Cole Hamels has been absolutely dominant the 2nd half of the season, especially his last 4 starts where he’s 4-0 with a .76 ERA. Baseball is all about making adjustments; batters adjust to pitchers, and the pitchers adjust to batters. That’s exactly what Hamels has done this season.
Hamels came onto the national stage in 2008 with a superb postseason. He won the NLCS and World Series MVP awards. In five starts, Hamels went 4-0 with a 1.80 ERA. In the regular season, Hamels went 14-9 with a 3.09 ERA, 1.08 WHIP and 196 K’s in 227.1 IP. Even in 2007, Hamels went 15-5 with a 3.39 ERA and 1.12 WHIP.
In 2009, the hitters adjusted to Hamels and got to him. Cole saw significant decreases in his statistics. During the regular season, Hamels struggled, going 10-11 with a 4.32 ERA and a 1.29 WHIP. All season long, the fans just assumed that Cole would regain his 2008 form in the postseason. It didn’t happen. In the playoffs, Cole struggled in 4 starts posting a 1-2 record with a 7.58 ERA and a 1.53 WHIP.
This year, Cole is back to being Old King Cole. Don’t look at the record (11-10); he doesn’t get any run support. So far this season, as of today, Hamels has a 3.01 ERA, 1.16 WHIP with a career-high 201 K’s in 194.2 IP.
So, what is Cole doing differently this season? There are actually a couple of different things. Some people think that Hamels tired out last year after throwing 227.1 innings in 2008. In my opinion, I just think the batters adjusted to Hamels.
Let’s go back to 2007 and 2008. Hamels was strictly a 2-pitch pitcher; the fastball and changeup. He had a 90-93 mph fastball to go along with that devastating changeup. Last year, Cole tried to add a curveball to his repertoire, but he clearly didn’t feel comfortable throwing it. The tilt on it wasn’t great when he threw it.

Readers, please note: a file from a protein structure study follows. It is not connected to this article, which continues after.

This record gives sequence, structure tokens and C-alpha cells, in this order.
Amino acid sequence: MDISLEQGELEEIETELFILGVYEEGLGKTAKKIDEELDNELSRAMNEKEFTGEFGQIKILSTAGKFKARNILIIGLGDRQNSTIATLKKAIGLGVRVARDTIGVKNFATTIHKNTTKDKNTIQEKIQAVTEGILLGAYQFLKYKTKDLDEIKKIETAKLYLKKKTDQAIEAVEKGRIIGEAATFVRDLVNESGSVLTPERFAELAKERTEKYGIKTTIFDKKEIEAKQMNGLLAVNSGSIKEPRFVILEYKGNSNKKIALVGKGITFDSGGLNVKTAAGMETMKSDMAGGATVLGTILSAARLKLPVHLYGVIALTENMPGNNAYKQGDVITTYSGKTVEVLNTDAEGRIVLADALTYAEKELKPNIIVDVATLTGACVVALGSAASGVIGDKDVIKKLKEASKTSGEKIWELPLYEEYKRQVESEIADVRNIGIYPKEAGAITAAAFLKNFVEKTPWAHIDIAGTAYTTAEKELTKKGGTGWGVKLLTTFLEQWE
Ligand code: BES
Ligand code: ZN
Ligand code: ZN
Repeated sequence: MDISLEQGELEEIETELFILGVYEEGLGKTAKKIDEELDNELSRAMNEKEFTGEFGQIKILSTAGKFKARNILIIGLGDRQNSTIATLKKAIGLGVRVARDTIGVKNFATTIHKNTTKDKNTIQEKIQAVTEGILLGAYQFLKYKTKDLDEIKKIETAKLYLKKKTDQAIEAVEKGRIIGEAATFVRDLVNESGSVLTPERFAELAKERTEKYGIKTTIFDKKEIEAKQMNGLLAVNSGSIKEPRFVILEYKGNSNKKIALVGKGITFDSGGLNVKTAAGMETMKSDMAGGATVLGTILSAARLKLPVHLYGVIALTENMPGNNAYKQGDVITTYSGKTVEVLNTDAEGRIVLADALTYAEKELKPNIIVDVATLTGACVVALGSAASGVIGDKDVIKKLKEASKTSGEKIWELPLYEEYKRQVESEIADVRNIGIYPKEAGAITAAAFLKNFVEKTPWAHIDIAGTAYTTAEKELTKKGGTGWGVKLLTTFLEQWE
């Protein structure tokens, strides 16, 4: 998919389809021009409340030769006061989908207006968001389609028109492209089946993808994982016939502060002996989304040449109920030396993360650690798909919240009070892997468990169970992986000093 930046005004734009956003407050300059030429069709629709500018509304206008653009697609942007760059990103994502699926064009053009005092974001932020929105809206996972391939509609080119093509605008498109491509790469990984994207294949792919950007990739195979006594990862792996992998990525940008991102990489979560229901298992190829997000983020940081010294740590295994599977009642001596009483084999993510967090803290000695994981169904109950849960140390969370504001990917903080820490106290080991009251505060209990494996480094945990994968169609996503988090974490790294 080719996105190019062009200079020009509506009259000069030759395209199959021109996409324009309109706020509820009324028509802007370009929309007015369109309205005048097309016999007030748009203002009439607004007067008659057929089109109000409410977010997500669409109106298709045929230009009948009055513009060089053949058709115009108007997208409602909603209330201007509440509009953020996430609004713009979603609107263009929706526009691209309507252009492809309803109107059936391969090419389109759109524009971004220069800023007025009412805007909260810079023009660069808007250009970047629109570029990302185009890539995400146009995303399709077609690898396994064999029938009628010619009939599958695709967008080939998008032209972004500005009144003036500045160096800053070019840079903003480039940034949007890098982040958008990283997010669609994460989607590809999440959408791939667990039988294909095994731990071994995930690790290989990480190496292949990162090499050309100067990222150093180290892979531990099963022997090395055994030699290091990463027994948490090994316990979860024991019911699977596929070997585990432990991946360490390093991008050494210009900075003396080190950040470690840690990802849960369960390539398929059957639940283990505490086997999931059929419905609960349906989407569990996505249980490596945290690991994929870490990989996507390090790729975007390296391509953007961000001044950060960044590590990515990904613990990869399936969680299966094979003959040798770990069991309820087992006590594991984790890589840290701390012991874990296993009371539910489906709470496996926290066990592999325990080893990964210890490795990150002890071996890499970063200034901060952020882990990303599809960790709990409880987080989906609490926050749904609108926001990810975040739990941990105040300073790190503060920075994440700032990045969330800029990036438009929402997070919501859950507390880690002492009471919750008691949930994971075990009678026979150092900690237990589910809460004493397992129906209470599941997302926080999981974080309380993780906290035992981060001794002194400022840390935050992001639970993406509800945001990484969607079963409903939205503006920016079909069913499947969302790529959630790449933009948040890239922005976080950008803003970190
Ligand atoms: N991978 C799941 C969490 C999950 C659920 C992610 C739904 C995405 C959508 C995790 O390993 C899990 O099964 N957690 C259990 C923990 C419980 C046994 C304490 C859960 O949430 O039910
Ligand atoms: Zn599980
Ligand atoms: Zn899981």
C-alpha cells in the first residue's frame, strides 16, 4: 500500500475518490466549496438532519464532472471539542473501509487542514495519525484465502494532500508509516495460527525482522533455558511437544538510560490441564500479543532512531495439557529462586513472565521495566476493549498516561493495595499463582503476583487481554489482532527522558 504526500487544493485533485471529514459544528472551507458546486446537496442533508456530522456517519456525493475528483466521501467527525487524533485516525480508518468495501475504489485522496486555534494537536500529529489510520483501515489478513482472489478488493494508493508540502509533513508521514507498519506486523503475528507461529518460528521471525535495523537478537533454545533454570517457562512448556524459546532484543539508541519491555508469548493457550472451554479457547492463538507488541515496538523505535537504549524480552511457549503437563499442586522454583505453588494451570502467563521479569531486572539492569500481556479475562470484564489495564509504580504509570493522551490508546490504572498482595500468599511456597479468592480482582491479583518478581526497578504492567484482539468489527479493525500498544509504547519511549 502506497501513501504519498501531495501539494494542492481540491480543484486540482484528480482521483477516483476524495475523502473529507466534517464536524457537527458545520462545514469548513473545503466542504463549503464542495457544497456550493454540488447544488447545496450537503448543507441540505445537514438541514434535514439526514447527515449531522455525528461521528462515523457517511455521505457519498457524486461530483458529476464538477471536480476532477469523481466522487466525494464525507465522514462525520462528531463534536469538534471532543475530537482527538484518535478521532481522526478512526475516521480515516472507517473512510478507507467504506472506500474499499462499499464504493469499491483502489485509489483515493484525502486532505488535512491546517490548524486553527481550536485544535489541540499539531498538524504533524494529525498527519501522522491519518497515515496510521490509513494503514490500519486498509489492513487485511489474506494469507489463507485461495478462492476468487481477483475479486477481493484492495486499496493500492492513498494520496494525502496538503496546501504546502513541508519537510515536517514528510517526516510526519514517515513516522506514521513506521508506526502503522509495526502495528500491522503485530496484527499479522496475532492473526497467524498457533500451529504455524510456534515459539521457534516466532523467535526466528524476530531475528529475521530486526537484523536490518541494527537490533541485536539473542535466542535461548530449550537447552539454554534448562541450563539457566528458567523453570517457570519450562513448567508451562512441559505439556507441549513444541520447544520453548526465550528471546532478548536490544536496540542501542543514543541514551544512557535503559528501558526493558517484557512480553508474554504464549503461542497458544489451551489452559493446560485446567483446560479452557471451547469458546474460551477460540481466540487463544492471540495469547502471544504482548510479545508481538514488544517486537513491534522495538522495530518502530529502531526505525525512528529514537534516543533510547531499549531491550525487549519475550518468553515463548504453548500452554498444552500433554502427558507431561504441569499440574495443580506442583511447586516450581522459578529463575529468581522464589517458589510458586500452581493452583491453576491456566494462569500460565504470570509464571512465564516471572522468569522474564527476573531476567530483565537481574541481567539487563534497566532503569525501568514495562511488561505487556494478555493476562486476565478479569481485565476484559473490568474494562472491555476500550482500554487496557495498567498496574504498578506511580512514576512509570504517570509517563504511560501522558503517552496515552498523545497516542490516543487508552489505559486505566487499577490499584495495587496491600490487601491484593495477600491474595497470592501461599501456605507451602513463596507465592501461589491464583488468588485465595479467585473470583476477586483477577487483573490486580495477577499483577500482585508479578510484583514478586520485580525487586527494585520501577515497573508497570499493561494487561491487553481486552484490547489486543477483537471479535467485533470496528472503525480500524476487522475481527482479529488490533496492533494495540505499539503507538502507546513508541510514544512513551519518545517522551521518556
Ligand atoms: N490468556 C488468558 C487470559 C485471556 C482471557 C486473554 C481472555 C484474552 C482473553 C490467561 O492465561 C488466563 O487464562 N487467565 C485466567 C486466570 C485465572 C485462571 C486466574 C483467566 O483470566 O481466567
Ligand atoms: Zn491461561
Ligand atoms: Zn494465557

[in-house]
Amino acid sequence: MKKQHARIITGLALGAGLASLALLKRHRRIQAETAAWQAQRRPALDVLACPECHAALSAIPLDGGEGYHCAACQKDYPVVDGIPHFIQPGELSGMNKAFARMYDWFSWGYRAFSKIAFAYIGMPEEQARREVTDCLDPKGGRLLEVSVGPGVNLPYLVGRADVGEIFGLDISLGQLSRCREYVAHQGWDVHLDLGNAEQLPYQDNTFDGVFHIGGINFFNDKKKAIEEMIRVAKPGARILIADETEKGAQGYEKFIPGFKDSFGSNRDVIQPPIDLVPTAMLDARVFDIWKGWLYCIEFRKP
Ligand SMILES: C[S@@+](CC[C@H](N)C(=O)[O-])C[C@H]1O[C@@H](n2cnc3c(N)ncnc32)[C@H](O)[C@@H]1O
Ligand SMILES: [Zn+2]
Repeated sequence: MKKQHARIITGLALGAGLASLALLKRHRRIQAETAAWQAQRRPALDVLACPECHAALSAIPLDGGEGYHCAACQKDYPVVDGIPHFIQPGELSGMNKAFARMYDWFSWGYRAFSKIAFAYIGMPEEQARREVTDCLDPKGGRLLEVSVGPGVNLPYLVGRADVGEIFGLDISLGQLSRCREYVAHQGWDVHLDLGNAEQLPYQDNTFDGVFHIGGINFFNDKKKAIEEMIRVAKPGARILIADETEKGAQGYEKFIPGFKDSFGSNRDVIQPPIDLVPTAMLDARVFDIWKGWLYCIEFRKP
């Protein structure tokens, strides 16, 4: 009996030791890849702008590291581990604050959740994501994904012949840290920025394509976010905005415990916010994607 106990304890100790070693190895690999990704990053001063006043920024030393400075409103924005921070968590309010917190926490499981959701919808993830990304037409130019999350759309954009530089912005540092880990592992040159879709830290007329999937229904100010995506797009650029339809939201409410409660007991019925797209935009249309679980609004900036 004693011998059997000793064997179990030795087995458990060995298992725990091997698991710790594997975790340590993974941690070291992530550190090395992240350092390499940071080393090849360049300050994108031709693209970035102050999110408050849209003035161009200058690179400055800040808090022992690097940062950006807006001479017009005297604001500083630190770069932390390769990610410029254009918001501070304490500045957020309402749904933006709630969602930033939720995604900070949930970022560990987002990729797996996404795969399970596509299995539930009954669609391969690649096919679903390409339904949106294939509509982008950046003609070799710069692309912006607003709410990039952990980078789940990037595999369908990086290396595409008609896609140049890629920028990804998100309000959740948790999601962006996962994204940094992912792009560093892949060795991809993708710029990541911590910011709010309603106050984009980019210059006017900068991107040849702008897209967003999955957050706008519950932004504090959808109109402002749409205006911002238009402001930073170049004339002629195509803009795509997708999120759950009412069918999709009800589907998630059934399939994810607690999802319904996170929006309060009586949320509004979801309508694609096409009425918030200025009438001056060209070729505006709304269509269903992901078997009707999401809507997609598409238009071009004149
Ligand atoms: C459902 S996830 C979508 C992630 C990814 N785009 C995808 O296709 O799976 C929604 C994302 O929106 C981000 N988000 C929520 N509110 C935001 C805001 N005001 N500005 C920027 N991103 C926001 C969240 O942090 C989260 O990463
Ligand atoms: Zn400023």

This year, Hamels has finally adjusted to the hitters. He’s now a 4-pitch pitcher; the fastball, cut fastball, curveball and changeup. His velocity on his fastball is way up over recent years. Over the last month, the fastball has been approximately 92-96 mph. He’s also mixed in the cutter and curveball more and more often. To show you this, I’ve gathered some statistical information to show you that he’s indeed incorporated the cutter and curveball more as the season has gone along. I have 2 sets of data, the percentage of times he’s thrown each pitch over the season, compared to his last 5 starts.
2010 MLB Season
Curveball- 9 %
Cutter- 4 %
Last 5 Starts
As you can see, he’s getting much more comfy using and locating the cut fastball. He’s hitting the glove with the pitch on a fairly consistent basis. The curveball percentage has been the same throughout the season, but the tilt on the pitch has enhanced drastically. Last night was arguably his best start of the season. He went 6.2 IP with 13 strikeouts. He’s putting it all together.
When it comes to the mental part of the game, Hamels has definitely matured. He’s now 26, married with a newborn child. Even when I watched last night’s game, Hamels complained on a couple occasions on some pitches. In year’s past this would come back to haunt him. Not last night, he’s the calmest I’ve ever seen him during his career.
We saw it all the time. Hamels would cruise through 5 innings, and then have his patented “Blow-up” inning. His face would look much like the image above. The innings would start with either an error in the field, or a bad-umpiring call. His emotions would get the best of him. He’s learned to control those emotions.
As the Phillies head towards what looks like another postseason appearance, Cole is an intrical part of the rotation. If he can pitch the way he did in 2008’s postseason, there’s no doubt in my mind that the Phillies could be holding up another World Series crown by season’s end.